HB 40: Saving Abortion Access in Illinois
Last week, Illinois Governor Bruce Rauner signed House Bill 40 into law. HB 40 expands public funding for abortions to those covered under Medicaid and state health care plans. HB 40 also removes language from Illinois law that would criminalize abortion if Roe v. Wade were to be overturned in the federal government.
Signing HB 40 into law has effects beyond Illinois. The state has long been upheld as an “abortion oasis” in the Midwest due to strict regulations in surrounding states: Indiana prohibits abortions after 20 weeks, Minnesota prohibits abortions after 24 weeks and Wisconsin, Missouri and Michigan all have mandatory counseling requirements before getting late-term abortions. Illinois health data reports that 3,000 women come from out of state every year to get abortions, which make up about 13% of all abortions in Illinois every year. This means that women across the Midwest make use of Illinois’ comparatively easy access to abortion and that it needs to remain an abortion haven in the Midwest.
Even beyond the Midwest, Illinois is only the 16th state to expand public funding for abortions through Medicaid. More importantly, it is the first state in the entire nation to do this through the democratic process and not a judicial ruling or health department decision.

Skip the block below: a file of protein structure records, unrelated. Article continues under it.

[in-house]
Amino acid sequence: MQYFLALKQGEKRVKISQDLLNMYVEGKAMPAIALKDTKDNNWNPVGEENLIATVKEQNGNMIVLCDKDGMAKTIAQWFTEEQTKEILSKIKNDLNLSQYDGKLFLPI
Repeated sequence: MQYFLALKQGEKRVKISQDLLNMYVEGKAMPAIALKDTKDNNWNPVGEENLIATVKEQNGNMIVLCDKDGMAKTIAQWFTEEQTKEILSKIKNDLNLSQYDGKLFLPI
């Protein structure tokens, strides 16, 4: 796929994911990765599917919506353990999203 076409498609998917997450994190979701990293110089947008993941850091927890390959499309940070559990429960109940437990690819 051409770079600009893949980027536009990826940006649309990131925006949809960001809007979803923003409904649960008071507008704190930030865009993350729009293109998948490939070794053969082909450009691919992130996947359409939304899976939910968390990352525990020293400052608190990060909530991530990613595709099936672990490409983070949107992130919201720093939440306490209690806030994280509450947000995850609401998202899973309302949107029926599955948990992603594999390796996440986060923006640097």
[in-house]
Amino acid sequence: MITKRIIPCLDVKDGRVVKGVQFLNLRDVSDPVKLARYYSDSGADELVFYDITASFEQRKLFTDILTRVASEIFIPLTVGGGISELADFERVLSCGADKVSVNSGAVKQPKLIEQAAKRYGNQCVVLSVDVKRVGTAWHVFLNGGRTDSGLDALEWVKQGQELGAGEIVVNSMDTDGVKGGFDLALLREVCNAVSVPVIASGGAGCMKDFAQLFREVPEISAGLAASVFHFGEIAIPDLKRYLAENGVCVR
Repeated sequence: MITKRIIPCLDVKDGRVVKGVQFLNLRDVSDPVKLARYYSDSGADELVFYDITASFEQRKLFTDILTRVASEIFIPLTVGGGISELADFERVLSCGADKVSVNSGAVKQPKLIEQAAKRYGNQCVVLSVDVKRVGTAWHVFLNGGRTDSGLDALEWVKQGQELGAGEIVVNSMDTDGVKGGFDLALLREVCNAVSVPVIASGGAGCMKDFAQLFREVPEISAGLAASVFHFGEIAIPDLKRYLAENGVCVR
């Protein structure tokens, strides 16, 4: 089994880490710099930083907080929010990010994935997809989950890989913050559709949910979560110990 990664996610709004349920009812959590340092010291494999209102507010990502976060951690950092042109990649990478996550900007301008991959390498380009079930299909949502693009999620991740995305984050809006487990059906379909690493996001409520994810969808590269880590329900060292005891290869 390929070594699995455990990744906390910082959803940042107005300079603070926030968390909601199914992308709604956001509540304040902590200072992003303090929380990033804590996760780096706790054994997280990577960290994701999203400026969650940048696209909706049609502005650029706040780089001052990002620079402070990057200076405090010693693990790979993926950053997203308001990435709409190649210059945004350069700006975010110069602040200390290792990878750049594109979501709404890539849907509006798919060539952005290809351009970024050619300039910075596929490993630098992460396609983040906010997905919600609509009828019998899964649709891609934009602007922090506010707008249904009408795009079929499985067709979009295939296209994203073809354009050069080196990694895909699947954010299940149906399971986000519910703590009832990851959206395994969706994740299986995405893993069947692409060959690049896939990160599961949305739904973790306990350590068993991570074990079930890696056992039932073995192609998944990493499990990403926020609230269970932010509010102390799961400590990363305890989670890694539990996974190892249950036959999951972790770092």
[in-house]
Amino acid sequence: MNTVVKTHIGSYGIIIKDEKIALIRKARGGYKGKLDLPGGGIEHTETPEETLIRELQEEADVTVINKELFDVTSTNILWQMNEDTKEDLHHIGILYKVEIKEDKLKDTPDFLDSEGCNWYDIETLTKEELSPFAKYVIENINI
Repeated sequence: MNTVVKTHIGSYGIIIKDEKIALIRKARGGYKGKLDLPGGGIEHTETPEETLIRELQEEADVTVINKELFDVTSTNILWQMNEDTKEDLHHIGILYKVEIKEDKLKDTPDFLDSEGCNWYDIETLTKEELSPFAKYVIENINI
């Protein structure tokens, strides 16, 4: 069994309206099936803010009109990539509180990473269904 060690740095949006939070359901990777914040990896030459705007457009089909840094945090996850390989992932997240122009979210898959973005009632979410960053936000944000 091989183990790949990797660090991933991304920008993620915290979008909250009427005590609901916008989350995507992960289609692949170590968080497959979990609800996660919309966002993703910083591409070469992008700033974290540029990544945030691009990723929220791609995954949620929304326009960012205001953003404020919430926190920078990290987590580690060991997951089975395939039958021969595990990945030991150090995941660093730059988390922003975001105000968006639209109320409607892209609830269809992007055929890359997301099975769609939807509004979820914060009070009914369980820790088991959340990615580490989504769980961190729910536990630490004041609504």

Rauner passing HB 40 comes as a surprise, because although Rauner ran as supporting abortion rights in 2014, last April he flip-flopped and said he would veto the bill. Politically, this was a risky move for Rauner, who is up for reelection next year. State representative Bill Mitchell (R) commented: “To say I’m disappointed in Governor Rauner is an understatement. Using taxpayer dollars to pay for abortion is, in my opinion, immoral.” The conservative publication National Review called the decision “ignominious.” The decision clearly angered the Republican base that Rauner is counting on in the upcoming election. On the other hand, Rauner did garner support from many pro-choice groups following the signing of HB 40 and also appealed to the large cohort of moderate conservatives in Illinois, particularly moderate suburban women. Obtaining the votes of this group could be a big benefit to Rauner in 2018.
Many of Rauner’s opponents have maintained that Rauner is not actually doing this for a moral reason, but instead for political gain. Rauner has a history of not supporting low-income Illinoisans, particularly in his long-standing refusal to pass a budget to fund Chicago Public Schools and end its constant cycle of under-funding (he finally signed a funding-formula into law in August). Nevertheless, it is refreshing to see Rauner stand with low-income women and ensure that one’s income will not affect one’s ability to get an abortion in Illinois. Regardless of the reasons behind why Rauner signed HB 40, it is most important that Illinois remain at the forefront of championing reproductive and women’s rights.
Edited by Benjamin Aloi